And then you emerge from the underground parking garage.

And the sky is pure blue and the sun's shining off the hills.

And you know you've seen days as beautiful but you're equally sure you've never seen one more beautiful.

And somehow, some way, in three seconds flat you've gone from being in a really sour mood to feeling wonderful about life, the universe, and everything.

And that's when you remember why you moved back to Los Angeles.

Sunday, December 07, 2003

For the college presidents and NCAA officials who seem to be the last muthafuckas to figure this shit out, I have just one word. (Thanks, Mike.)

Saturday, December 06, 2003

By request:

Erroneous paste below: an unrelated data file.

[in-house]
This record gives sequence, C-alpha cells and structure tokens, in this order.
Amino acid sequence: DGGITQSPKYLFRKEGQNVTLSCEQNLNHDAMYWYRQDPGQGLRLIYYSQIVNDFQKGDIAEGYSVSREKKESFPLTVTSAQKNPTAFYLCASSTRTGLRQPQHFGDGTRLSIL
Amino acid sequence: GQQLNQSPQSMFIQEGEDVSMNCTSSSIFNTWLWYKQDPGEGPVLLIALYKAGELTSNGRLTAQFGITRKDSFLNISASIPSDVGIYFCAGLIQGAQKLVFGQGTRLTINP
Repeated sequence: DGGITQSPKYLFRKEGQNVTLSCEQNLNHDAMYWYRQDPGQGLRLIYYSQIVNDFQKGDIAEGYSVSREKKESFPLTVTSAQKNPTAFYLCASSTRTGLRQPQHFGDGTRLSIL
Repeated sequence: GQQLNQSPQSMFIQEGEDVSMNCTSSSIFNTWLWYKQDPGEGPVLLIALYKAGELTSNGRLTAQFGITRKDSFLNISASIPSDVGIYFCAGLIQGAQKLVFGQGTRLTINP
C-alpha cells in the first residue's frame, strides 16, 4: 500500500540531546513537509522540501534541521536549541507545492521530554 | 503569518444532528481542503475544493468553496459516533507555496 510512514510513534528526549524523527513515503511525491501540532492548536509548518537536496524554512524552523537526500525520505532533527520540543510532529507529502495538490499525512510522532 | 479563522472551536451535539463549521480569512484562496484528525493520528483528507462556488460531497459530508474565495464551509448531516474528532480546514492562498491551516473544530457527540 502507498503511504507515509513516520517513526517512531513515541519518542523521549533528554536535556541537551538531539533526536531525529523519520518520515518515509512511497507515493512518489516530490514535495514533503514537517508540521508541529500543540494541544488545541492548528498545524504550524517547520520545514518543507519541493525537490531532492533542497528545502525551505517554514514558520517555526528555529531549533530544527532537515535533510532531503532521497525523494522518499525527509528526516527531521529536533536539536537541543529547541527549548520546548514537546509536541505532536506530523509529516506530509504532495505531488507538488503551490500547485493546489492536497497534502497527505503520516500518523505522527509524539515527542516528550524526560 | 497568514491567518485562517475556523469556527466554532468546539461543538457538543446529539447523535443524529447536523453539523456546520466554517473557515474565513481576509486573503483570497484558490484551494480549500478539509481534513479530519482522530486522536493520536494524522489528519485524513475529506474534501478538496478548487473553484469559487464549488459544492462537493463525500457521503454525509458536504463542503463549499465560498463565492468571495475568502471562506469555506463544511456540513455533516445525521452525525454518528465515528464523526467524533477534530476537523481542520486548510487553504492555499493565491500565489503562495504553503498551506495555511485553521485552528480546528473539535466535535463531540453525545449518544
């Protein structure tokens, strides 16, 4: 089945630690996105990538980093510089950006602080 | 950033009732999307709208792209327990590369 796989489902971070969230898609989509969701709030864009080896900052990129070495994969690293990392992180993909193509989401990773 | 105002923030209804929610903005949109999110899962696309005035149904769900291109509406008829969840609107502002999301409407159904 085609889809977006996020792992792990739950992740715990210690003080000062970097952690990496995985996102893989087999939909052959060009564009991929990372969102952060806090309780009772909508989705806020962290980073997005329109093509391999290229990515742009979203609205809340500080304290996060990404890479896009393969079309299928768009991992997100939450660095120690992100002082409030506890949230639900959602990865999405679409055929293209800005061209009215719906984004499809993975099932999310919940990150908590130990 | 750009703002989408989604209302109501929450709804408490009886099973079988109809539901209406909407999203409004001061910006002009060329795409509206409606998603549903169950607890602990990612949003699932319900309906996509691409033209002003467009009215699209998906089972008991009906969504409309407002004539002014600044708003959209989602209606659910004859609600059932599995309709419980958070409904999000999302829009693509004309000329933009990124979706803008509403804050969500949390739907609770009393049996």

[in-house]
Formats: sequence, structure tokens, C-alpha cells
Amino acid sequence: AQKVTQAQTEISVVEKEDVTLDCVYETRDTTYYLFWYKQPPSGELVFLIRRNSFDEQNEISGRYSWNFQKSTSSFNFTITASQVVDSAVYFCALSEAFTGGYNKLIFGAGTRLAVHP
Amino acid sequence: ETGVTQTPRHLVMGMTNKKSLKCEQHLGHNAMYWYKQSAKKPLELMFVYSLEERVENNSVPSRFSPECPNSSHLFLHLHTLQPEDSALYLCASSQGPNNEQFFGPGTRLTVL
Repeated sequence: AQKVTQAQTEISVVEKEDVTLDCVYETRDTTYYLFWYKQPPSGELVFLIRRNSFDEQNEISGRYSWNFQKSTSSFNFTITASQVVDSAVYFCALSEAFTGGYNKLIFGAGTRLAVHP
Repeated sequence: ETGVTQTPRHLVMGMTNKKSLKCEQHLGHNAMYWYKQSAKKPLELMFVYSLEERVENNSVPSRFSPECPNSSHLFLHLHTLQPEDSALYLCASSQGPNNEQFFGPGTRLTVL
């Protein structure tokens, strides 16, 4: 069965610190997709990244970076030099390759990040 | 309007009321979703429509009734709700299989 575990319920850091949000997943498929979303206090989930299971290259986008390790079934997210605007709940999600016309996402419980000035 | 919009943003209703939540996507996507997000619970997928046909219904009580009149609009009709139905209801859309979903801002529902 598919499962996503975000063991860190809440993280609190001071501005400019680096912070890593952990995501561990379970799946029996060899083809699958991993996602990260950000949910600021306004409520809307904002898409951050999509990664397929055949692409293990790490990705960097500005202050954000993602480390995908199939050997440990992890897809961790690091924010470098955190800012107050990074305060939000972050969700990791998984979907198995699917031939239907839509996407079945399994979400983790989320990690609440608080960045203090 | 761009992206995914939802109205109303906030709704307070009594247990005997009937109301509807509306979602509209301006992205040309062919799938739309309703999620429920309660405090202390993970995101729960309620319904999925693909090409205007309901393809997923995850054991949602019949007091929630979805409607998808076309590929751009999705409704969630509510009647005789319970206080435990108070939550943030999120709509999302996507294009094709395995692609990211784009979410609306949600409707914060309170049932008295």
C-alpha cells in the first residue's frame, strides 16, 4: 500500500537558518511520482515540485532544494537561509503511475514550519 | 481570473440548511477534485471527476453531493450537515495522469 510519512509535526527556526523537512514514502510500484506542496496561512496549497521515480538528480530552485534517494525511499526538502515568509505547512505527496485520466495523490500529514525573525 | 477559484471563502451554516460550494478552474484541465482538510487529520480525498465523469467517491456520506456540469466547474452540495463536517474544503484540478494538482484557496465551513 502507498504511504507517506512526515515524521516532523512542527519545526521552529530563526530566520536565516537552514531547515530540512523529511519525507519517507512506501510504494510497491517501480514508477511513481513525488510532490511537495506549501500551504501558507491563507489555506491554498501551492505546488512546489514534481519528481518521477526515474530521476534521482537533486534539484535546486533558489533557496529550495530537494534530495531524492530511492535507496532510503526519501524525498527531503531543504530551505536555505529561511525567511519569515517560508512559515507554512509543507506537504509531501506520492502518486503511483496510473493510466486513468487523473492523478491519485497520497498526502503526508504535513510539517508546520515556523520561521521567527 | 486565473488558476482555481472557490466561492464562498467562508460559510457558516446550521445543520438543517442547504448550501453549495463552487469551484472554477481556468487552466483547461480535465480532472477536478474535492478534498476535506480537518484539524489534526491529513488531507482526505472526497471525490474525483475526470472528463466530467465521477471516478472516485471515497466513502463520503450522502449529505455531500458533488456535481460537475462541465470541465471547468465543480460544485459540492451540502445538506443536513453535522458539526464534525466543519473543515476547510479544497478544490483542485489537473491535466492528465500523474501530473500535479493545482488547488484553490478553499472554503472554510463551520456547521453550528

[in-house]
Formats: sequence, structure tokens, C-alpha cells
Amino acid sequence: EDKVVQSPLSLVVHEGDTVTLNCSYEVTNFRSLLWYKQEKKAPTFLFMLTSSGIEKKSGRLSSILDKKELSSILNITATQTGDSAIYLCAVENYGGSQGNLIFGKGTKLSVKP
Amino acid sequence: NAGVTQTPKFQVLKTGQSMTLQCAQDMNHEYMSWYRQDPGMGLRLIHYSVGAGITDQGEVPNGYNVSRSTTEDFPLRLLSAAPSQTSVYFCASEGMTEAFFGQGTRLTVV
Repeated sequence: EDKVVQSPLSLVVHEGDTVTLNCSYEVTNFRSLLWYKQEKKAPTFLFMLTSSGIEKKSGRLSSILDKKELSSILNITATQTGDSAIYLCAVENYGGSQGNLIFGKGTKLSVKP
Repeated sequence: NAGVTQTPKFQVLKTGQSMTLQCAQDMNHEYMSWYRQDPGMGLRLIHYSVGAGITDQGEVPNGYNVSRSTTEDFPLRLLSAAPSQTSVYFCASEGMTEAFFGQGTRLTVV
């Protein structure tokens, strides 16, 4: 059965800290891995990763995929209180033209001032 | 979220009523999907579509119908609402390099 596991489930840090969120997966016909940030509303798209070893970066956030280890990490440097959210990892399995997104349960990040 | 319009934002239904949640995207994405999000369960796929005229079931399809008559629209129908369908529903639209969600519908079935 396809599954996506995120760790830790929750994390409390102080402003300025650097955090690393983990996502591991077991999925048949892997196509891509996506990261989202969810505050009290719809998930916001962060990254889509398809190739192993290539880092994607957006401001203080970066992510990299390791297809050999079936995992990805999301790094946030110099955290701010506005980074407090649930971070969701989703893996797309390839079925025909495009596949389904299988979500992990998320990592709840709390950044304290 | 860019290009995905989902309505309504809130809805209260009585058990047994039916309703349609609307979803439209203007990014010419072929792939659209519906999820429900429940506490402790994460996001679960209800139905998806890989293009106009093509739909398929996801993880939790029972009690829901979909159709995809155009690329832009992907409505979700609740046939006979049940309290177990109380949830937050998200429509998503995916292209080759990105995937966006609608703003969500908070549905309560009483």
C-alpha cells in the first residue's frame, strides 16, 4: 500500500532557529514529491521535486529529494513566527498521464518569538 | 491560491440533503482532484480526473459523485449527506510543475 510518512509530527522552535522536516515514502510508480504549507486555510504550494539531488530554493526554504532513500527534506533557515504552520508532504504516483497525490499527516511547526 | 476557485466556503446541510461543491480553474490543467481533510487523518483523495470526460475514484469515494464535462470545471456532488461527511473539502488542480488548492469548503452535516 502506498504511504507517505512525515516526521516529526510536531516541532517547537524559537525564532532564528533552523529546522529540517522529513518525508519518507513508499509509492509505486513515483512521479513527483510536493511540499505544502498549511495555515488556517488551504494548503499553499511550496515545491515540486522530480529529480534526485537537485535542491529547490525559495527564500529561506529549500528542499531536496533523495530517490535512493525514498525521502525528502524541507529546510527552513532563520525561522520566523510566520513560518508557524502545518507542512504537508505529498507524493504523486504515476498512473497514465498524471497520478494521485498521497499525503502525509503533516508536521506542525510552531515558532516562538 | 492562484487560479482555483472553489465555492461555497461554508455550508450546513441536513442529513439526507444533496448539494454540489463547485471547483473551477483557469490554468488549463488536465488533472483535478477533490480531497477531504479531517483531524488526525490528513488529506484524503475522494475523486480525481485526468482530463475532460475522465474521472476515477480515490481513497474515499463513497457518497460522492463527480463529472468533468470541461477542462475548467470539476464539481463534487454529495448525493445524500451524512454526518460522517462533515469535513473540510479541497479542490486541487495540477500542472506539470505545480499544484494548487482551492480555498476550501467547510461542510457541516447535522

For two years at Pitt, I was the copy editor for The Pitt News. One November, I was friends with the opinions editor and found out that some ROTC guy was writing some fluff piece editorial for Veteran's Day, which was on a Thursday. So I asked if I could whip something up for the Wednesday edition. I was a bit angry and overblown, but basically I wrote something that gave my standard spiel about how we always talk about national defense in this country, but by and large our military plays offense. I may have even referred to Veteran's Day as the holiday where we celebrate people who were sent abroad to shoot foreigners and lived (while we have a separate holiday in May for those who were killed in the process). OK, maybe that was a bit over the top, and I probably wouldn't write or publish the same thing in the same words today. Especially with John Ashcroft running around and all. But seriously, I wouldn't be quite as flippant about this today.